10. Humm.........I'm not sure about that. I get the impression that it's looked upon with less severity than intentional plagiarism in the eyes of the law, but i'm sure it could destroy the career of a new writer. Two different parties can own individual copyrights on an almost identical piece of music, if it's deemed that the later had no access to the first work, and came up with the similar piece on his/her own. So i guess your best be in such a situation would be to go with that defence, although the song would be completly unmarketable ("hey guys, have you heard the new song 'Sexy Bakk'? It sounds just like 'Sexy Back', by Justin Timberlake). I don't know, in todays world of ten million copyrighted songs, it's probably got to be very, very similar to another's work before anyone would raise their eyebrows. -joel
  11. I've done a little more research about this. The tecnical court term is "subconscious plagiarism". George Harrison was once found guilty of it. I've never had a real problem with this myself either, but in aspiring to be a commercial songwriter, you have to wonder what exactly inspired that great song you just wrote. Of course, trying to emulate the sound of another's song for you own new work is different, your aware of what your doing, so you don't just copy the other persons material. You make something new, something that only borrows a feel from the other song. I think it's highly plauseble that someone might accidentaly end up with a melody (or chord progression) and hook that came from another's song unaware's, thinking it's their own. This has never happened to me that I know of either:-/ , but it seems like it would be all to easy to do. -joel
  12. "Contemplate" by Joel Smith Lay not down you iron will upon this bed of moss For in time the bed would wither, and the will to rust be lost Keep your thoughts inside your head, untill such time you've contemplated Then exactly what you mean will be the the statement you have stated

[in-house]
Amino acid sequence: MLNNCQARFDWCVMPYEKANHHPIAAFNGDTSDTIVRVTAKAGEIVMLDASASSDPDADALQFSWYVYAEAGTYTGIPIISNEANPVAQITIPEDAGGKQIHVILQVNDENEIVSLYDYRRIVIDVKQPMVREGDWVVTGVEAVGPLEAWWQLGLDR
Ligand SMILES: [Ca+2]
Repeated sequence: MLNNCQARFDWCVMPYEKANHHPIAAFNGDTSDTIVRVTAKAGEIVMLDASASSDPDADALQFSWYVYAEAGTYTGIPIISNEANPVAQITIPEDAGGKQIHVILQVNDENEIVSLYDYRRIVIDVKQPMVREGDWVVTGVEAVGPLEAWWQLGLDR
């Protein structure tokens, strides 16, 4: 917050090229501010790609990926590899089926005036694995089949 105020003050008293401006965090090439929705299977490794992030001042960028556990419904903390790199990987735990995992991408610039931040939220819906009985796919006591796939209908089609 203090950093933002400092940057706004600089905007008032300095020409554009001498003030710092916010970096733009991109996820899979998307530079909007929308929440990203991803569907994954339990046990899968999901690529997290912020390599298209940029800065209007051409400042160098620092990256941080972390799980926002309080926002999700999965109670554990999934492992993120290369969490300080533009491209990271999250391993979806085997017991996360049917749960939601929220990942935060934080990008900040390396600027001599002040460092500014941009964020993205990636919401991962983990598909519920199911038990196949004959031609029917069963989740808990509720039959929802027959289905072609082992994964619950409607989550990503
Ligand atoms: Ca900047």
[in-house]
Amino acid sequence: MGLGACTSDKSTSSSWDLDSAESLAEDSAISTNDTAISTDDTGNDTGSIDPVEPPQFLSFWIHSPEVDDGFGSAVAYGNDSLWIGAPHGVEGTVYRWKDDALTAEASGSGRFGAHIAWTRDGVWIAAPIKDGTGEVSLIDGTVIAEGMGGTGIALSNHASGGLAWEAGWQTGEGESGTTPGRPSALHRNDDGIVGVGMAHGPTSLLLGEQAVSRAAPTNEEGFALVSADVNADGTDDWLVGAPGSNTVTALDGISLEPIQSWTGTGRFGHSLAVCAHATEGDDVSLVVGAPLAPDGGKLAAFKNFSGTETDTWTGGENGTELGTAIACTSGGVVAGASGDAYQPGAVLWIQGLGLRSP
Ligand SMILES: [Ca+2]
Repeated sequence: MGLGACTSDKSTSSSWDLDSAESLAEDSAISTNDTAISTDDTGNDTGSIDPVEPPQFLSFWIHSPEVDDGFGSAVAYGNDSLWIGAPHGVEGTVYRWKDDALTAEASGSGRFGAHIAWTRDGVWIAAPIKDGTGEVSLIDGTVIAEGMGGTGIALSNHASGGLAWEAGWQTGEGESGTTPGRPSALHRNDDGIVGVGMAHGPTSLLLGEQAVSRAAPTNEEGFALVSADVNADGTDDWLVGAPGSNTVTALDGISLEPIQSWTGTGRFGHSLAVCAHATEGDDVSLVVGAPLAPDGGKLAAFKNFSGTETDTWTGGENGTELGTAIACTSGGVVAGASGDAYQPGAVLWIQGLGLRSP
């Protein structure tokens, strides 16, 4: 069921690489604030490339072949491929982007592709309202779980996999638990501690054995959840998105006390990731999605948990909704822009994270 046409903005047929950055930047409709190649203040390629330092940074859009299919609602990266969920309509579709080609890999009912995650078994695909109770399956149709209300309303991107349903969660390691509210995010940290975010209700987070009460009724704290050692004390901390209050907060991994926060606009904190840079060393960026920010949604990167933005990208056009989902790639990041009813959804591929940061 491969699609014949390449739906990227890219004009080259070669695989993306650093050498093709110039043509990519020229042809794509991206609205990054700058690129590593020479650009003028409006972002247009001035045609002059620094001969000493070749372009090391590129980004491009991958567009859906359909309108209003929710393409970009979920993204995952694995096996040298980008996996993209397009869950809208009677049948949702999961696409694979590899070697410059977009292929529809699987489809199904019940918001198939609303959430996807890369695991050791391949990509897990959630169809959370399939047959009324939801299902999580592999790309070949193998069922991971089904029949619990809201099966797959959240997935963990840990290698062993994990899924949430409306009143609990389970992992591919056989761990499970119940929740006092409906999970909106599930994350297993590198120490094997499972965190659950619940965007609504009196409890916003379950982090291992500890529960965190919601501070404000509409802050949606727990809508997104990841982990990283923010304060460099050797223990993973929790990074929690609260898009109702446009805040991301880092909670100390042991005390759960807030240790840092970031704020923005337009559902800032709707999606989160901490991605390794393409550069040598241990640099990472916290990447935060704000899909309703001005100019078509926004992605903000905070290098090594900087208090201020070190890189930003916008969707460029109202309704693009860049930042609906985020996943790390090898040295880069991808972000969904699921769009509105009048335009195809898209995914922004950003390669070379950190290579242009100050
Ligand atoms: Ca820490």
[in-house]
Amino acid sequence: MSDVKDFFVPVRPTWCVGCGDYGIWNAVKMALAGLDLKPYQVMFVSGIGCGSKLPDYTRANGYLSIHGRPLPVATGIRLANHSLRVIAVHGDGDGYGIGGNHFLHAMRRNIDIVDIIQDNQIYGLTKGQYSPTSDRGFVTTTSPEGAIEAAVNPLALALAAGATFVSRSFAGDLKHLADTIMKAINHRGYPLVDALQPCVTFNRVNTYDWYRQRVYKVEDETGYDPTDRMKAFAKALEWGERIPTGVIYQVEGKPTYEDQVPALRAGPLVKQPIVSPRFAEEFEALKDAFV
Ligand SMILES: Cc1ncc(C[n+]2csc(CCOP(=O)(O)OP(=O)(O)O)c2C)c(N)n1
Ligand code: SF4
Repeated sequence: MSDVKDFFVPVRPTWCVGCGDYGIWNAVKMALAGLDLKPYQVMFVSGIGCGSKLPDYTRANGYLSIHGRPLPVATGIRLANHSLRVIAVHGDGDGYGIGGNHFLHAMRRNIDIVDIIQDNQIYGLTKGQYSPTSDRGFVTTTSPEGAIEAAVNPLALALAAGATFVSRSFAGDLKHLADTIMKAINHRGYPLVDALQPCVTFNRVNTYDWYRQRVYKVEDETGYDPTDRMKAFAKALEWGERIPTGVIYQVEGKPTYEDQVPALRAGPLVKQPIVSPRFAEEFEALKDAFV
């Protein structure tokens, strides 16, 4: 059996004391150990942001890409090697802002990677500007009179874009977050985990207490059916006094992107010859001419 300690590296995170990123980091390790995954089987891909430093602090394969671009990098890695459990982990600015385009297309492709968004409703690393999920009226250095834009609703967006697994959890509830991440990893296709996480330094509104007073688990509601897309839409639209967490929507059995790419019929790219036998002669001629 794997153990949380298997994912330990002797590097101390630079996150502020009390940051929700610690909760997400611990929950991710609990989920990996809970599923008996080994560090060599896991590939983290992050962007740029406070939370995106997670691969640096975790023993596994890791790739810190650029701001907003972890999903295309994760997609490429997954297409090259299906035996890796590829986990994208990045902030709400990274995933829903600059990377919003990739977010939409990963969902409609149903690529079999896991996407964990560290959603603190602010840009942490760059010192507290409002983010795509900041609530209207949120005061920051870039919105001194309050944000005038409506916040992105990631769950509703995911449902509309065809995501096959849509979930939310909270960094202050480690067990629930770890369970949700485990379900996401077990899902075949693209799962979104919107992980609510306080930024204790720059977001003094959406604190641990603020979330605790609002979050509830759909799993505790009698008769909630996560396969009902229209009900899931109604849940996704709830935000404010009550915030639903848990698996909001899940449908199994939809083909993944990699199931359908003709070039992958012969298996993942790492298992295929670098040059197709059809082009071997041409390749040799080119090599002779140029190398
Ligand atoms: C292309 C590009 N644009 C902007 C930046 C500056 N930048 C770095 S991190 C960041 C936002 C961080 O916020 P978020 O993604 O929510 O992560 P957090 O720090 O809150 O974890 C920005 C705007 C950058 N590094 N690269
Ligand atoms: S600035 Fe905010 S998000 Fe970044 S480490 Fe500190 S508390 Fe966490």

13. I've heard of this before, a phenomina that sometime affects even professional songwriters. You think you've written a brand new song, the words and melody for a chorus just kindof poped into your head. You finish and demo the song. Then it turms out that your "inspiration" came directly from a song you've acually heard before (playing quietly over the intercom speakers at the doctors office eight years ago, for example). They call your song a rip-off, tell you that you've made a copyright infringement. Now you've embarased you're self in front of industry professionals, and your reputation is tarnished forever. But it was an accident! It was a mistake of you're subconsious! Now, i've done this before once or twice (when I was first learning to play) with bit's of music, or riffs, generaly accompanied by some vague vocal melody. I would think they were my own, most of the music I wrote (and write) come's to me with a vocal melody already in mind. Then later I would hear them on the radio, some song from my past, or some album that i hadn't played in a very long time. Crap! No big deal, but what if a chorus you've written, complete with the hook and melody, was identical, or almost identical, to someone elses? I don't believe that this would be able to happen with really deeply personal lyrics, but what about commercial lyrics? Has anyone ever heard of, or have any thought's on this? -joel
  14. Grammar be blowed! When the average person speaks, they use bad grammar, slang, etc. Nobody wants to hear their english teacher sing them a song! And John Lennon of all people! That heckler may have never been born if his parents hadn't conceived him in the back seat of their Volkwagen Bug while listening to the Beatles!!! -joel